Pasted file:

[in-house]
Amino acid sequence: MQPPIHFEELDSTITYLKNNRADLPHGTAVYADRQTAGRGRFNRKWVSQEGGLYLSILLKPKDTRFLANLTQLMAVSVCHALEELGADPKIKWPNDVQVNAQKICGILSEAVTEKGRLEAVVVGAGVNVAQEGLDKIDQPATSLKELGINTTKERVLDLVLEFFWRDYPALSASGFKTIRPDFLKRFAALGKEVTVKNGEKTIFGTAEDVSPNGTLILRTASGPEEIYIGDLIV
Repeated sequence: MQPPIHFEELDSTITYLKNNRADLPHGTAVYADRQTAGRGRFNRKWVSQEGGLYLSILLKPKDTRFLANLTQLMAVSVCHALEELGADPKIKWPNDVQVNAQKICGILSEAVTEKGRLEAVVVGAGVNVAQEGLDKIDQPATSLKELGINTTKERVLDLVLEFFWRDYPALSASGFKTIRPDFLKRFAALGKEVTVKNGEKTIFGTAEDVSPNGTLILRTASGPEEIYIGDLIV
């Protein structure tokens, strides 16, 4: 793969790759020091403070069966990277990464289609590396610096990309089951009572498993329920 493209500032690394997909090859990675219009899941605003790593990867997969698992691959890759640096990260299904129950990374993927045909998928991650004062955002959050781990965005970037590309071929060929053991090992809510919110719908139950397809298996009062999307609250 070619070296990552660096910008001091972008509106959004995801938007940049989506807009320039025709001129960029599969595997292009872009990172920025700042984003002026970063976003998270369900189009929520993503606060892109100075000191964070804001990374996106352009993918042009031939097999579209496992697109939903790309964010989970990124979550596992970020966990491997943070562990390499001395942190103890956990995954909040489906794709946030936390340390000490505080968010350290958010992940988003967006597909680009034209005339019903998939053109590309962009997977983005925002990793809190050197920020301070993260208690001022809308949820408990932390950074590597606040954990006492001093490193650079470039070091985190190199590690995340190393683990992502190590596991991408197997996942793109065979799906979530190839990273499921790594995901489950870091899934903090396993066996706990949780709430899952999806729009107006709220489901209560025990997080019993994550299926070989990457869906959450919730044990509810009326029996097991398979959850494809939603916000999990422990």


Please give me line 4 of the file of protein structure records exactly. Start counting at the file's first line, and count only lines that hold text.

């Protein structure tokens, strides 16, 4: 793969790759020091403070069966990277990464289609590396610096990309089951009572498993329920 493209500032690394997909090859990675219009899941605003790593990867997969698992691959890759640096990260299904129950990374993927045909998928991650004062955002959050781990965005970037590309071929060929053991090992809510919110719908139950397809298996009062999307609250 070619070296990552660096910008001091972008509106959004995801938007940049989506807009320039025709001129960029599969595997292009872009990172920025700042984003002026970063976003998270369900189009929520993503606060892109100075000191964070804001990374996106352009993918042009031939097999579209496992697109939903790309964010989970990124979550596992970020966990491997943070562990390499001395942190103890956990995954909040489906794709946030936390340390000490505080968010350290958010992940988003967006597909680009034209005339019903998939053109590309962009997977983005925002990793809190050197920020301070993260208690001022809308949820408990932390950074590597606040954990006492001093490193650079470039070091985190190199590690995340190393683990992502190590596991991408197997996942793109065979799906979530190839990273499921790594995901489950870091899934903090396993066996706990949780709430899952999806729009107006709220489901209560025990997080019993994550299926070989990457869906959450919730044990509810009326029996097991398979959850494809939603916000999990422990």